Brahma makes music on his own accord



Dominic Correa shows off his accordion skills during commercial music class

Ingrid Chan, Asst. Photo editor

Anyone hanging around the amphitheater lately may have witnessed an accordion player serenading other students. The one responsible for this unique lunchtime entertainment is sophomore Dominic Correa.

As the accordion is such an uncommon instrument to play in 2018, it’s no wonder people are fascinated with its appearance on the Diamond Bar High School campus. Correa normally has quite a crowd of curious listeners.

“When I was little, my family had gatherings where we would always play traditional hispanic music, Nortenos and Corridos [genres of Mexican music related to polka]. One of the instruments used in that music is the accordion,” Correa said. “So one day I thought: I want to play that.”

When he first saw his uncles play the drums, guitar, bass and keyboard, Correa knew he wanted to play alongside them. As a result, he saved up his allowance and celebration money in order to buy his own accordion. It cost him $500.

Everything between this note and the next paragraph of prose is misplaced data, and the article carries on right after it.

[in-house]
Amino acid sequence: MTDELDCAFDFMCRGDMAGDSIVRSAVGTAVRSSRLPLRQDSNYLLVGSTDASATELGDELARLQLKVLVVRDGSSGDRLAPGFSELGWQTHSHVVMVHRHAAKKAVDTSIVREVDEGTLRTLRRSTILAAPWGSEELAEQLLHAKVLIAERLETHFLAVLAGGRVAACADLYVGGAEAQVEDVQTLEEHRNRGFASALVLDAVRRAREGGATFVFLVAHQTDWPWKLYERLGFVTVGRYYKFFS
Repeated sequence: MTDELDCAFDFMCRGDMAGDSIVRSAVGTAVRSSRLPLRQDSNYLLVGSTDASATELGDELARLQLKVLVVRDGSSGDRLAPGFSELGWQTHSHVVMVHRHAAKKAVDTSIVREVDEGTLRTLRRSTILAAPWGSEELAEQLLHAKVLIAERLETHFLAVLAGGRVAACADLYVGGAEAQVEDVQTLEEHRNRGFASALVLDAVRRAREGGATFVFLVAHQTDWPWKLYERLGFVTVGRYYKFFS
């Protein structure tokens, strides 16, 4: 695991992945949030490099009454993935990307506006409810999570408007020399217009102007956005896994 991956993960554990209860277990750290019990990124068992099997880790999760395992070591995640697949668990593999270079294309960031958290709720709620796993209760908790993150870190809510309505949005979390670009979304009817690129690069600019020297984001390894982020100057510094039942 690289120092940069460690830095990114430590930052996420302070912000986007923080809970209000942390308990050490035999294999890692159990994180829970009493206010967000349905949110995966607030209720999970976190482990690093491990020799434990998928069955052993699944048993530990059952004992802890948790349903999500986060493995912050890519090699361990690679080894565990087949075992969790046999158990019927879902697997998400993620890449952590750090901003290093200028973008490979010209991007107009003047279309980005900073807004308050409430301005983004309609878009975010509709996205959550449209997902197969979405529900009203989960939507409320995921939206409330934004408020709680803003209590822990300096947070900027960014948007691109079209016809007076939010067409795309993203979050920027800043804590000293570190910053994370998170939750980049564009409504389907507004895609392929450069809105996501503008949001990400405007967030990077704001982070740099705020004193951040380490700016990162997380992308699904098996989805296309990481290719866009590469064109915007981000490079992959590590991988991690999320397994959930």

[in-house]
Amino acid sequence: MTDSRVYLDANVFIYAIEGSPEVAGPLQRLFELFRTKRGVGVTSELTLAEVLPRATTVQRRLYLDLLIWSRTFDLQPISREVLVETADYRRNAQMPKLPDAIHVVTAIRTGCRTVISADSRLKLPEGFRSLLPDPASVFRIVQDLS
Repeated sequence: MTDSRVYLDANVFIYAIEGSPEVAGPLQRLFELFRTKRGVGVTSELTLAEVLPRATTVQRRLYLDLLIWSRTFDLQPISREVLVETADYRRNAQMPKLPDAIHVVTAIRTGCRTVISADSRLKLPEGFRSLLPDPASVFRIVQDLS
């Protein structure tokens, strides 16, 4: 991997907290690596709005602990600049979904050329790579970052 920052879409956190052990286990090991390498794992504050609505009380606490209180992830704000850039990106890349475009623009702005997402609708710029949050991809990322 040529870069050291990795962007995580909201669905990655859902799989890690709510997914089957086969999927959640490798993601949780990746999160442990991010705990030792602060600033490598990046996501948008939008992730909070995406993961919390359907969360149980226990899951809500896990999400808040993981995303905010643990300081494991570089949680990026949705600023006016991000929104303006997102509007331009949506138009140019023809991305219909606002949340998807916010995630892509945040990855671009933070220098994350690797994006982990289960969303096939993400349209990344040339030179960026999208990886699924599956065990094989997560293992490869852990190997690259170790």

Correa is self-taught, having learned to navigate the instrument without any formal lessons or tutoring. He started out listening to music and trying to figure out the notes on the accordion. From there he proceeded to watch videos on YouTube to help familiarize himself with the instrument.

Not only is he the first in his family to take up the accordion, but Correa is also the only accordion player in the DBHS Commercial Music program. Having learned how to play the instrument over this winter break, Correa is not an expert yet, but he does have a musical background. He started playing the electric bass when he was in eighth grade and joined the Commercial Music program this year.

“I might want to do something related to music in the future since we’re learning how to produce music right now,” Correa said. “But I’m still thinking about it. For now it’s still a hobby.”

While deciding what to do with his musical talents, Correa has been juggling his academics along with baseball, cross country and commercial music. He plans on continuing to play the accordion and electric bass in the future, whether recreationally or professionally, and is considering picking up the saxophone.

“Right now, I’m just trying to get my music teacher to let me do a song with my accordion for one of our performances,” Correa said. “She said she’d think about it.”